Finding the best grocery stores in the USA took a bit of travel. In 2011, we traveled 20,000 miles across the USA, spanning 30 states and 9 months. We toured businesses, volunteered at non-profits, went on roller coasters and ferris wheels, visited more children's museums and science centers than the average person will see in a lifetime, and saw a whole lot of...grocery stores.
Since our mode of transportation was RV, we had a kitchen with a refrigerator, stove, and oven. We also had a mini Weber grill for outdoor cooking. As such, we cooked almost all of our meals.
In general, we noted that bigger cities have better grocery stores. Not a big surprise since more populous cities have the advantage of competition, innovation, and more spending power. Smaller towns tended to have "country store" style stores with high prices, less selection, and lower quality picks (organic, local, and freshly made items were harder to find).
After grocery shopping all across the country, there were three stores that stood out as examples of cleanliness, excellent design, product quality, and in-store amenities.
Without further ado, may I present the BEST grocery stores in the United States.
If I could transplant only one grocery store to my hometown, it would be exactly like the Central Market in Austin. The store has fresh, beautiful produce in every color, a decadent and overflowing bakery, an expansive beer & wine section, and better prices than Whole Foods. If you're looking for meal inspiration, you can register for a class (typically $10-$85/person) at the store's Cooking School. Plus, the store has a cafe on-site (the food is pretty good too!), a gelato bar, outdoor patio seating with live music, and a super fun playground. Kids can pay a quarter at the entrance to select a piece of fruit to eat in-store.
At 80,000 square feet, this flagship store is absolutely mammoth. Opened in 2005, the tone of the store matches the tone of the city - young, vibrant, artistic, upscale. There is a bounty of fresh produce, baked goods that will make your mouth water, a hefty bulk foods section, and an on-site butcher with fish & meat options. Touted as "America's Healthiest Grocery Store," Whole Foods Market has stricter standards than most grocery stores we visited. For example, you won't find ANY ice creams in the frozen section with high fructose corn syrup. Two thumbs up! Best of all, there are at least a half dozen on-site restaurants so you can eat + shop simultaneously. Parents will also appreciate the playground for the little ones. In the winter, the rooftop also converts to an ice skating rink! The only downside we saw was that parking was not for the timid driver. There didn't appear to be enough spots to match the number of shoppers. Traveling to Austin? Don't miss a visit to this grocer - even if you don't have any shopping to do.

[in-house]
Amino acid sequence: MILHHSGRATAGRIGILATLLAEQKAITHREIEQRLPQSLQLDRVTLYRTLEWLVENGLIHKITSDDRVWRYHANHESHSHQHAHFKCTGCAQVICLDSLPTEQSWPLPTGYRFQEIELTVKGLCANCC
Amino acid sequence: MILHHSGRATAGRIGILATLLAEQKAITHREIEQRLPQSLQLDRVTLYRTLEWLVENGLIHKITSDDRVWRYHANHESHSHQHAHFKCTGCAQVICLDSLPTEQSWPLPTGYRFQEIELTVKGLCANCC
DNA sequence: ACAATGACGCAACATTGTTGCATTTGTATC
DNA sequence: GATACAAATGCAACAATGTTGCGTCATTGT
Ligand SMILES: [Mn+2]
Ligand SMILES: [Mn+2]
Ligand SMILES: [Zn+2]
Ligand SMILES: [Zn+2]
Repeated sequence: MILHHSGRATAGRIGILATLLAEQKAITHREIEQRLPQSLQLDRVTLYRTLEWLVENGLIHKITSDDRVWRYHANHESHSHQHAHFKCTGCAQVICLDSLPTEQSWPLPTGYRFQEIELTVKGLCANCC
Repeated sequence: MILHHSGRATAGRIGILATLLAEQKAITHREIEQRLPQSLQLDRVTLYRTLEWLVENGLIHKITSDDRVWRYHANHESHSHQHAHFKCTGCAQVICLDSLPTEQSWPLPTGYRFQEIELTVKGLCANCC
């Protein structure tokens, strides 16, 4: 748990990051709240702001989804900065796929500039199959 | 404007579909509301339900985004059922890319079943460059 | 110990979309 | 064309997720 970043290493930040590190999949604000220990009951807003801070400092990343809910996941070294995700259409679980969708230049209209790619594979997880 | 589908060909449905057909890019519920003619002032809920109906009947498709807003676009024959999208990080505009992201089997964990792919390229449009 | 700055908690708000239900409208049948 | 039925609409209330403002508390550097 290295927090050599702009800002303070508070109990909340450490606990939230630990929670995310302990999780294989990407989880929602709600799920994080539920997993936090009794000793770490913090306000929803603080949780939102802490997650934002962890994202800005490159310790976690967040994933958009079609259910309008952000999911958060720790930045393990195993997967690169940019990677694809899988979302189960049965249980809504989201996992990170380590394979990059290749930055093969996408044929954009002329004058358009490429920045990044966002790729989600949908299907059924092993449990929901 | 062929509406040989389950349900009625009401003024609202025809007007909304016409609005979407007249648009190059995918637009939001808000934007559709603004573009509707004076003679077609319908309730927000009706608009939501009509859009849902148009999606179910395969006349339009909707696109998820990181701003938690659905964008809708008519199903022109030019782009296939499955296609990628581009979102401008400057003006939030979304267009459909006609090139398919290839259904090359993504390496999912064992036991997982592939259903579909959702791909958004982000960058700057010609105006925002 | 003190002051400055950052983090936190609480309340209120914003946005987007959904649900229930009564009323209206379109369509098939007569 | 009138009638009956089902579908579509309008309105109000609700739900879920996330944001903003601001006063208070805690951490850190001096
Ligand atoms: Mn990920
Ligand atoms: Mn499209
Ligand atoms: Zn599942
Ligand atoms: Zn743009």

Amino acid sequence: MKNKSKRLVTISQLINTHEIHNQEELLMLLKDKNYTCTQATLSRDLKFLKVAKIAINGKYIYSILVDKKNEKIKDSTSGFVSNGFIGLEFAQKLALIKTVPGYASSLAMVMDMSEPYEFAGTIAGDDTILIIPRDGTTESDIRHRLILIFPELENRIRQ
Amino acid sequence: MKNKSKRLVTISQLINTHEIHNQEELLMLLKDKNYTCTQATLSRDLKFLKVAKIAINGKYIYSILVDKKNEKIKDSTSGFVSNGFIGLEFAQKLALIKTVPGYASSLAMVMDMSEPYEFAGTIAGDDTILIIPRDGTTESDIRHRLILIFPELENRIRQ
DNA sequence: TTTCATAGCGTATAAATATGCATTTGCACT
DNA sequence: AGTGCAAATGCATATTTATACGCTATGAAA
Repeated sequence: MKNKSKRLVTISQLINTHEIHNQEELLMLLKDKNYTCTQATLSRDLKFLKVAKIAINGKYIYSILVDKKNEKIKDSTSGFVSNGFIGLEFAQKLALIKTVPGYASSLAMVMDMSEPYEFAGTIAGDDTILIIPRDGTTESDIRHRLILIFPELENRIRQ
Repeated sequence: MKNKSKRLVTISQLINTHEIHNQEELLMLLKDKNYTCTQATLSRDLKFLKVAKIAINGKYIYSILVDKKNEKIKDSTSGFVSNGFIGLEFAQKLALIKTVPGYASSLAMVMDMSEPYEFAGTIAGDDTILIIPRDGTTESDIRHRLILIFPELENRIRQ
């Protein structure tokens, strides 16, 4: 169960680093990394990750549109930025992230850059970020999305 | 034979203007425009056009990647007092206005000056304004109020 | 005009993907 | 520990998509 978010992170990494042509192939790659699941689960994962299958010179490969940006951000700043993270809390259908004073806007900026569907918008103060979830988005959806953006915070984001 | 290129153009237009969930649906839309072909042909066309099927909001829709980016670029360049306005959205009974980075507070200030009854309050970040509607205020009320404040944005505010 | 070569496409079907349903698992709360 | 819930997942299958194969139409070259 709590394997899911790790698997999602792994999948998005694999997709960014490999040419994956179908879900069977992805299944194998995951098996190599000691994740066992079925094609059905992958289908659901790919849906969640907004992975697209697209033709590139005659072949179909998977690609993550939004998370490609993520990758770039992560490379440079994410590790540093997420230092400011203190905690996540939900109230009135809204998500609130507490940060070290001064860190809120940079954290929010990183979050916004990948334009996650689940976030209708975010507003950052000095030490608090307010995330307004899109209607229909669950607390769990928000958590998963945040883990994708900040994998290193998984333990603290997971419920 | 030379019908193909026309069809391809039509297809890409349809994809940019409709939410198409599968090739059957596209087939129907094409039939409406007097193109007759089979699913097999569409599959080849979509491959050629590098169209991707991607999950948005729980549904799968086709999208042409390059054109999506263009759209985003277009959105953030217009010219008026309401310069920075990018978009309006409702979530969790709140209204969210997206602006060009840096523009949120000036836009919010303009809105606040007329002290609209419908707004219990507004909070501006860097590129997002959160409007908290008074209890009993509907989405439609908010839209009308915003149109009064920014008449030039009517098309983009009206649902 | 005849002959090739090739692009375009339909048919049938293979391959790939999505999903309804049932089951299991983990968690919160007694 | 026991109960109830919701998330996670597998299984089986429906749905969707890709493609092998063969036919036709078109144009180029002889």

Jungle Jim's website says that the store is "more than a grocery store, it's a destination!" I couldn't agree more! I thought Whole Foods was big, until we walked into this 200,000 square foot warehouse wonderland. It's so big that there are maps at the entrance. Though it doesn't hold the same "charm" as the two aforementioned stores, our kids were enthralled by the life size animal displays and the giant can of singing Campbell Soup. There were also sections of the store based on regions around the world with corresponding decor. We even made our way through Sherwood Forest and saw Robin Hood! If you enjoy beer and wine, you'll be stunned by the vast selection. The Jungle Jim's personnel recommend allotting 2-4 hours for your visit...and they're not joking. This is not the kind of place you swing by for milk and eggs. ;)
We also salute Trader Joe's for their cross-country consistency and Costco for their unique and delicious offerings (and their free samples!).